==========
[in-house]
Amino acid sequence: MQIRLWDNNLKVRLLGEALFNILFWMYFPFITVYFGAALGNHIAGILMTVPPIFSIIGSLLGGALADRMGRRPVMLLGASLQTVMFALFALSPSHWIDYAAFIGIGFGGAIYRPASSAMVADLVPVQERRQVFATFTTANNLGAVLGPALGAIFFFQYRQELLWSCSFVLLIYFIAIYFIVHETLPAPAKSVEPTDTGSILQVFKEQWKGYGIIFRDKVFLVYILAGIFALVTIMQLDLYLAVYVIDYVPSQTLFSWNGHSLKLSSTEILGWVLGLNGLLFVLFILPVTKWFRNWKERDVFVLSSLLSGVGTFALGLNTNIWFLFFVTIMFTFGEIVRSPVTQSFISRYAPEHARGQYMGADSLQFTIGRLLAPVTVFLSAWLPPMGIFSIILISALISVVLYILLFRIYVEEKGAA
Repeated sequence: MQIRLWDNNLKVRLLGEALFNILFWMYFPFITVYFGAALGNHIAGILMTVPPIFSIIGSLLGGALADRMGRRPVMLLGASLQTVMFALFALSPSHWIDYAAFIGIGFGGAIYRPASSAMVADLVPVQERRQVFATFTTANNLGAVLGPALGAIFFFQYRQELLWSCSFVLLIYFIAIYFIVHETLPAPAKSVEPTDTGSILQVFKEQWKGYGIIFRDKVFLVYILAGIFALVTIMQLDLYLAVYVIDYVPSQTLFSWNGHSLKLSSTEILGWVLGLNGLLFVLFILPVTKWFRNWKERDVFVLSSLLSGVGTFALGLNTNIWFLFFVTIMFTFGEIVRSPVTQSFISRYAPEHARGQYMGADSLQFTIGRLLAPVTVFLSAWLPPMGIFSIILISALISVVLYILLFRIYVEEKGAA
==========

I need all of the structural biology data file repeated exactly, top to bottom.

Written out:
[in-house]
Amino acid sequence: MQIRLWDNNLKVRLLGEALFNILFWMYFPFITVYFGAALGNHIAGILMTVPPIFSIIGSLLGGALADRMGRRPVMLLGASLQTVMFALFALSPSHWIDYAAFIGIGFGGAIYRPASSAMVADLVPVQERRQVFATFTTANNLGAVLGPALGAIFFFQYRQELLWSCSFVLLIYFIAIYFIVHETLPAPAKSVEPTDTGSILQVFKEQWKGYGIIFRDKVFLVYILAGIFALVTIMQLDLYLAVYVIDYVPSQTLFSWNGHSLKLSSTEILGWVLGLNGLLFVLFILPVTKWFRNWKERDVFVLSSLLSGVGTFALGLNTNIWFLFFVTIMFTFGEIVRSPVTQSFISRYAPEHARGQYMGADSLQFTIGRLLAPVTVFLSAWLPPMGIFSIILISALISVVLYILLFRIYVEEKGAA
Repeated sequence: MQIRLWDNNLKVRLLGEALFNILFWMYFPFITVYFGAALGNHIAGILMTVPPIFSIIGSLLGGALADRMGRRPVMLLGASLQTVMFALFALSPSHWIDYAAFIGIGFGGAIYRPASSAMVADLVPVQERRQVFATFTTANNLGAVLGPALGAIFFFQYRQELLWSCSFVLLIYFIAIYFIVHETLPAPAKSVEPTDTGSILQVFKEQWKGYGIIFRDKVFLVYILAGIFALVTIMQLDLYLAVYVIDYVPSQTLFSWNGHSLKLSSTEILGWVLGLNGLLFVLFILPVTKWFRNWKERDVFVLSSLLSGVGTFALGLNTNIWFLFFVTIMFTFGEIVRSPVTQSFISRYAPEHARGQYMGADSLQFTIGRLLAPVTVFLSAWLPPMGIFSIILISALISVVLYILLFRIYVEEKGAA